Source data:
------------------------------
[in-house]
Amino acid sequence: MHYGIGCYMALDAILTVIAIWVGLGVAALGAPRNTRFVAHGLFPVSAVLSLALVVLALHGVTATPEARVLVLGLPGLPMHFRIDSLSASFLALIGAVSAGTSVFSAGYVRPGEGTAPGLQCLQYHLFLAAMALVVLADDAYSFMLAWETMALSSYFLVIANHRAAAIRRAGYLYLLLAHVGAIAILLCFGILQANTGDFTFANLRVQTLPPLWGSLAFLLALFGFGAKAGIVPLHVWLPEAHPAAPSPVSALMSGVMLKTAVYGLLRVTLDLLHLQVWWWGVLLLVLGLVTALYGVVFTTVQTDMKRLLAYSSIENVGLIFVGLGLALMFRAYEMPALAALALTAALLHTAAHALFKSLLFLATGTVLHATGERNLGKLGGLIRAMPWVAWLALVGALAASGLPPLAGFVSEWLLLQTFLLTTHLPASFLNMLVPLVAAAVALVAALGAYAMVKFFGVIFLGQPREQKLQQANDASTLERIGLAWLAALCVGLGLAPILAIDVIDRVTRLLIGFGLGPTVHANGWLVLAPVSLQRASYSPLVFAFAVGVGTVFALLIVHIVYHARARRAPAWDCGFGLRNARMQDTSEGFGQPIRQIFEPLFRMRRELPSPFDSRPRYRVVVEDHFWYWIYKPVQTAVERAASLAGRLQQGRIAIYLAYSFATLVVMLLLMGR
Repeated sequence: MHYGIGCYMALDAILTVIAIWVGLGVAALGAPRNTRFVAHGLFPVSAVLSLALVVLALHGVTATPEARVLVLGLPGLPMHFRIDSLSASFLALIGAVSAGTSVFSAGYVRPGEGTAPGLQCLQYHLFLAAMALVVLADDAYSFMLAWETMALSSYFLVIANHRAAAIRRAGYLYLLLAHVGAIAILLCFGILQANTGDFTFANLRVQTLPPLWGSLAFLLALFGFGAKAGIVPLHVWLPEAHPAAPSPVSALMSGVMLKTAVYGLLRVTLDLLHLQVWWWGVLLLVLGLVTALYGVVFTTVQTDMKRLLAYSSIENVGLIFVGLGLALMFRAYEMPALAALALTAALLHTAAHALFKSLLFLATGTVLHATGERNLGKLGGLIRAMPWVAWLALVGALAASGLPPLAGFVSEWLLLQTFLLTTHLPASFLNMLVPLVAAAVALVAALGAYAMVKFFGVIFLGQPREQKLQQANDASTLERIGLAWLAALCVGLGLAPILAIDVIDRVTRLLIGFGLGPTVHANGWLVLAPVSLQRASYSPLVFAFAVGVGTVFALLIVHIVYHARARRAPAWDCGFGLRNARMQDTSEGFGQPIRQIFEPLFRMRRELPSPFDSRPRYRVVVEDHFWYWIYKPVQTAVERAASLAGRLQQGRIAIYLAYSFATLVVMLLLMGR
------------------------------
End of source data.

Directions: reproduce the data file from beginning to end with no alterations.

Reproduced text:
[in-house]
Amino acid sequence: MHYGIGCYMALDAILTVIAIWVGLGVAALGAPRNTRFVAHGLFPVSAVLSLALVVLALHGVTATPEARVLVLGLPGLPMHFRIDSLSASFLALIGAVSAGTSVFSAGYVRPGEGTAPGLQCLQYHLFLAAMALVVLADDAYSFMLAWETMALSSYFLVIANHRAAAIRRAGYLYLLLAHVGAIAILLCFGILQANTGDFTFANLRVQTLPPLWGSLAFLLALFGFGAKAGIVPLHVWLPEAHPAAPSPVSALMSGVMLKTAVYGLLRVTLDLLHLQVWWWGVLLLVLGLVTALYGVVFTTVQTDMKRLLAYSSIENVGLIFVGLGLALMFRAYEMPALAALALTAALLHTAAHALFKSLLFLATGTVLHATGERNLGKLGGLIRAMPWVAWLALVGALAASGLPPLAGFVSEWLLLQTFLLTTHLPASFLNMLVPLVAAAVALVAALGAYAMVKFFGVIFLGQPREQKLQQANDASTLERIGLAWLAALCVGLGLAPILAIDVIDRVTRLLIGFGLGPTVHANGWLVLAPVSLQRASYSPLVFAFAVGVGTVFALLIVHIVYHARARRAPAWDCGFGLRNARMQDTSEGFGQPIRQIFEPLFRMRRELPSPFDSRPRYRVVVEDHFWYWIYKPVQTAVERAASLAGRLQQGRIAIYLAYSFATLVVMLLLMGR
Repeated sequence: MHYGIGCYMALDAILTVIAIWVGLGVAALGAPRNTRFVAHGLFPVSAVLSLALVVLALHGVTATPEARVLVLGLPGLPMHFRIDSLSASFLALIGAVSAGTSVFSAGYVRPGEGTAPGLQCLQYHLFLAAMALVVLADDAYSFMLAWETMALSSYFLVIANHRAAAIRRAGYLYLLLAHVGAIAILLCFGILQANTGDFTFANLRVQTLPPLWGSLAFLLALFGFGAKAGIVPLHVWLPEAHPAAPSPVSALMSGVMLKTAVYGLLRVTLDLLHLQVWWWGVLLLVLGLVTALYGVVFTTVQTDMKRLLAYSSIENVGLIFVGLGLALMFRAYEMPALAALALTAALLHTAAHALFKSLLFLATGTVLHATGERNLGKLGGLIRAMPWVAWLALVGALAASGLPPLAGFVSEWLLLQTFLLTTHLPASFLNMLVPLVAAAVALVAALGAYAMVKFFGVIFLGQPREQKLQQANDASTLERIGLAWLAALCVGLGLAPILAIDVIDRVTRLLIGFGLGPTVHANGWLVLAPVSLQRASYSPLVFAFAVGVGTVFALLIVHIVYHARARRAPAWDCGFGLRNARMQDTSEGFGQPIRQIFEPLFRMRRELPSPFDSRPRYRVVVEDHFWYWIYKPVQTAVERAASLAGRLQQGRIAIYLAYSFATLVVMLLLMGR